Note by the Secretariat on the work of the United Nations Office on Drugs and Crime on conducting a study of the transnational nature and routes used in trafficking in firearms

Resolution 6/2 contained in the Report of the Conference of the Parties to the United Nations Convention against Transnational Organized Crime on its sixth session, held in Vienna from 15 to 19 October 2012

 

Working Group

An open-ended intergovernmental Working Group on Firearms was established pursuant to resolution 5/4 of the COP at its fifth session, to advise and assist the COP in the implementation of its mandate with regard to the Protocol against the Illicit Manufacturing of and Trafficking in Firearms, Their Parts and Components and Ammunition (Firearms Protocol). In particular, the Working Group should facilitate the implementation of the Firearms Protocol through the exchange of experience and practices among experts and practitioners, including identifying  successful practices, weaknesses, gaps and challenges, as well as priorities and  relevant topics, in the fight against trafficking in firearms. The Working Group was also tasked to make recommendations to the Conference on how States parties can better implement the provisions of the Firearms Protocol, on the activities that the Secretariat should perform, and on the development of technical assistance tools relating to the implementation of the Firearms Protocol.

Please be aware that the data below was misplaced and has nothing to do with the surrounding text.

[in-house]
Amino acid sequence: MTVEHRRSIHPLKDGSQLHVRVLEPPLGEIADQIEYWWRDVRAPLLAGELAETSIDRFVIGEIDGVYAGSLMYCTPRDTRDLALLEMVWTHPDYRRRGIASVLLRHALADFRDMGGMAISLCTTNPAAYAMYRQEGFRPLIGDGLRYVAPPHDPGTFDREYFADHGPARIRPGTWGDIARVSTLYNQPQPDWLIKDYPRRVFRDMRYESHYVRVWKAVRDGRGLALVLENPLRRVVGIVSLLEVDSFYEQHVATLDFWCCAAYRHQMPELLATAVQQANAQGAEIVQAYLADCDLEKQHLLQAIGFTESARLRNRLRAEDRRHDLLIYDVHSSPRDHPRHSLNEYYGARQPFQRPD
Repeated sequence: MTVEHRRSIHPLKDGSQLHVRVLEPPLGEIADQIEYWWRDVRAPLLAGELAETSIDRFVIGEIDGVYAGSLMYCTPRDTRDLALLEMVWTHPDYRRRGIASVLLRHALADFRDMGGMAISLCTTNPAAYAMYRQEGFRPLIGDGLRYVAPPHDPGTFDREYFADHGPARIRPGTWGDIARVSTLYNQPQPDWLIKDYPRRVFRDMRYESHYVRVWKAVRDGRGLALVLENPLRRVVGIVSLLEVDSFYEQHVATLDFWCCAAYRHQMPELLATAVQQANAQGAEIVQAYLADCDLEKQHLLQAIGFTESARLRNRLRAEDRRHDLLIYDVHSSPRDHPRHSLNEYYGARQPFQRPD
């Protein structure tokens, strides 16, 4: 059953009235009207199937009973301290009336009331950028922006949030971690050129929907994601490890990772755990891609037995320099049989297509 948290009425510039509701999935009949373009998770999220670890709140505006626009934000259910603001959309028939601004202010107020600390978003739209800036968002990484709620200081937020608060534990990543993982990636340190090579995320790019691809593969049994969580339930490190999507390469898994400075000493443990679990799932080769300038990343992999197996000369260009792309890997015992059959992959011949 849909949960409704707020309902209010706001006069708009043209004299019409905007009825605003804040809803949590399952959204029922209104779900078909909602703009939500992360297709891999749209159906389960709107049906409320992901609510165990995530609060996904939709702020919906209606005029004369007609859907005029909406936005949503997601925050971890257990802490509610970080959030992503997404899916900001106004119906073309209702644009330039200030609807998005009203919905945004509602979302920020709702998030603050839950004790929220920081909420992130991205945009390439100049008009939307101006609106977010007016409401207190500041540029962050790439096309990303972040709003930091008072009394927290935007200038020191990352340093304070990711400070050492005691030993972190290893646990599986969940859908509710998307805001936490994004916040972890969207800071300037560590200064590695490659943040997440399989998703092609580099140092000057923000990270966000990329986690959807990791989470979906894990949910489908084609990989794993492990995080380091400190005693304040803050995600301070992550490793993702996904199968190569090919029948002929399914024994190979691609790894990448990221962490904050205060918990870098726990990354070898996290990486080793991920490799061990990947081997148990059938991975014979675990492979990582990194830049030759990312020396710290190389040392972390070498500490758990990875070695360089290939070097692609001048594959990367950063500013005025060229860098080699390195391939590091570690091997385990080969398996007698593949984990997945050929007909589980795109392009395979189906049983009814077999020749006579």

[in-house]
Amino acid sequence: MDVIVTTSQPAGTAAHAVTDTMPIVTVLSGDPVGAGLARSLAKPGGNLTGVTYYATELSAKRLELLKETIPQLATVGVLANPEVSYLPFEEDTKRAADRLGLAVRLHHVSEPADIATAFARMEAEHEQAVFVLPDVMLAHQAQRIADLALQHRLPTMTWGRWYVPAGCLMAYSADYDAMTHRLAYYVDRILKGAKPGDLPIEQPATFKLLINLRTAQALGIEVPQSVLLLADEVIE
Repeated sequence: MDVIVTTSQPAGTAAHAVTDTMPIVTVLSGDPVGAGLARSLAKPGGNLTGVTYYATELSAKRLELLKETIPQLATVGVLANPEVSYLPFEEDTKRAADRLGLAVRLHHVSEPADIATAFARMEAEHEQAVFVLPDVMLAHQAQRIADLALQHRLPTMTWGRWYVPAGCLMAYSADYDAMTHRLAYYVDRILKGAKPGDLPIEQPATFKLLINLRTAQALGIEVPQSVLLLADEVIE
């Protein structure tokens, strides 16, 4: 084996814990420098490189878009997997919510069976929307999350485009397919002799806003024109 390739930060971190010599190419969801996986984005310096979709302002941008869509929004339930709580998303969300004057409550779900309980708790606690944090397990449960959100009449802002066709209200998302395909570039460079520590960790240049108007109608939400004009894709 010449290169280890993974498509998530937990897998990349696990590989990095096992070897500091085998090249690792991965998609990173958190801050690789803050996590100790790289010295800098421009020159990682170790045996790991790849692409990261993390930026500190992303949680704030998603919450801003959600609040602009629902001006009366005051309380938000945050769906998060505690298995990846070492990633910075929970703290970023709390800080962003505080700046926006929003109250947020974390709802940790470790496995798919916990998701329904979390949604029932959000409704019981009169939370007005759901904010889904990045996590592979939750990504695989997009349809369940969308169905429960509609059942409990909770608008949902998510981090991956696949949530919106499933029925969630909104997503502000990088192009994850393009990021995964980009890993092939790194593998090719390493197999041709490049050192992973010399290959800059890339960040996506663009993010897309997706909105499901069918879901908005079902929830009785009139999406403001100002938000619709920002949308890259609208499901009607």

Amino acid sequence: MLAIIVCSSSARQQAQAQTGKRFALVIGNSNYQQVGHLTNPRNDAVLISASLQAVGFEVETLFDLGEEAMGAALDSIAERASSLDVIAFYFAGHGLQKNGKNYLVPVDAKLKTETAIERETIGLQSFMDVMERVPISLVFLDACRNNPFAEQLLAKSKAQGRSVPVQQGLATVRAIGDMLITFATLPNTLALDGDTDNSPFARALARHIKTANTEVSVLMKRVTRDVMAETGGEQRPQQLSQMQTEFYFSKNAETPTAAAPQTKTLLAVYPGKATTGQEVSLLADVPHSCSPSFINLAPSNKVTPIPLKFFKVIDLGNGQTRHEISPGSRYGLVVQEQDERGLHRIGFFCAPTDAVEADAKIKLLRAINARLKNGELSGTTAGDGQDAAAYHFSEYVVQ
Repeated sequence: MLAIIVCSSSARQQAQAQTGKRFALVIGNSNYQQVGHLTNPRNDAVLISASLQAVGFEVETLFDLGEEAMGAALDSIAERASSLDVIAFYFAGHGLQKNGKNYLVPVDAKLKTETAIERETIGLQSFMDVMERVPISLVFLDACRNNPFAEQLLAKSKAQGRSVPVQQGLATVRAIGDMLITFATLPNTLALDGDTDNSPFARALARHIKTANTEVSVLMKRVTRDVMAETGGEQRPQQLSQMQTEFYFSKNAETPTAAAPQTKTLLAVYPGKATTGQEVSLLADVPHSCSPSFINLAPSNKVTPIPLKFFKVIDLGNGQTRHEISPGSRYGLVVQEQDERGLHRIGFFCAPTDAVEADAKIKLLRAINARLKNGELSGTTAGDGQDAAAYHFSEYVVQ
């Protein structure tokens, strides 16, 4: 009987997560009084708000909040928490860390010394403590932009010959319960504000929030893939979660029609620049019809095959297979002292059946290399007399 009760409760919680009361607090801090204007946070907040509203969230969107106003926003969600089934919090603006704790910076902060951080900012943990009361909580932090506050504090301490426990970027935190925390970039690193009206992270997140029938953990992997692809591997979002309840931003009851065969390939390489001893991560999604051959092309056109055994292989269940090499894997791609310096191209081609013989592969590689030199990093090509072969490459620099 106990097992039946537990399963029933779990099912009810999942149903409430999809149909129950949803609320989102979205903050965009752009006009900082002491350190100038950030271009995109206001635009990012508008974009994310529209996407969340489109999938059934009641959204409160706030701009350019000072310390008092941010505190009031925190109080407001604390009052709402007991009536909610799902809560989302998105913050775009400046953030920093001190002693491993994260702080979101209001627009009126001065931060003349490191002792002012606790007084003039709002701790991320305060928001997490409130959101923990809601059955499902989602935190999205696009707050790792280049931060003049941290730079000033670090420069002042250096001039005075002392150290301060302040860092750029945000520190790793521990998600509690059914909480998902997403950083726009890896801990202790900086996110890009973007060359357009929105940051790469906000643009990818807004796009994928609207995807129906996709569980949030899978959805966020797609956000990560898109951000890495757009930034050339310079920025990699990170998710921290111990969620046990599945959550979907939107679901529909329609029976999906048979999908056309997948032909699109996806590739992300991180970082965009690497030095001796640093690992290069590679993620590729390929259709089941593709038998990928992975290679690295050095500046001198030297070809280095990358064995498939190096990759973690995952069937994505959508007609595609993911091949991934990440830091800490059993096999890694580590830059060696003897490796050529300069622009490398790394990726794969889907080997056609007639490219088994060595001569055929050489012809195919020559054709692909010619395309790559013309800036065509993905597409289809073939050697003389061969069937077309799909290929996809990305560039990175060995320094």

Status Of Ratification

In accordance with article 18 (1) and (2) which reads as follows: "1. This Protocol shall enter into force on the ninetieth day after the date of deposit of the fortieth instrument of ratification, acceptance, approval or accession, except that it shall not enter into force before the entry into force of the Convention. For the purpose of this paragraph, any instrument deposited by a regional economic integration organization shall not be counted as additional to those deposited by member States of such organization. 2. For each State or regional economic integration organization ratifying, accepting, approving or acceding to this Protocol after the deposit of the fortieth instrument of such action, this Protocol shall enter into force on the thirtieth day after the date of deposit by such State or organization of the relevant instrument or on the date this Protocol enters into force pursuant to paragraph 1 of this article, whichever is the later."

Status

Signatories: 52

Parties: 109



 

 

Ratification per Region

Latest Accessions

Country Date
Ghana 14 January 2014
   
   

  

General Assembly resolutions

In its resolution 55/255 of 31 May 2001, the General Assembly adopted the Protocol against the Illicit Manufacturing of and Trafficking in Firearms, Their Parts and Components and Ammunition, supplementing the United Nations Convention against Transnational Organized Crime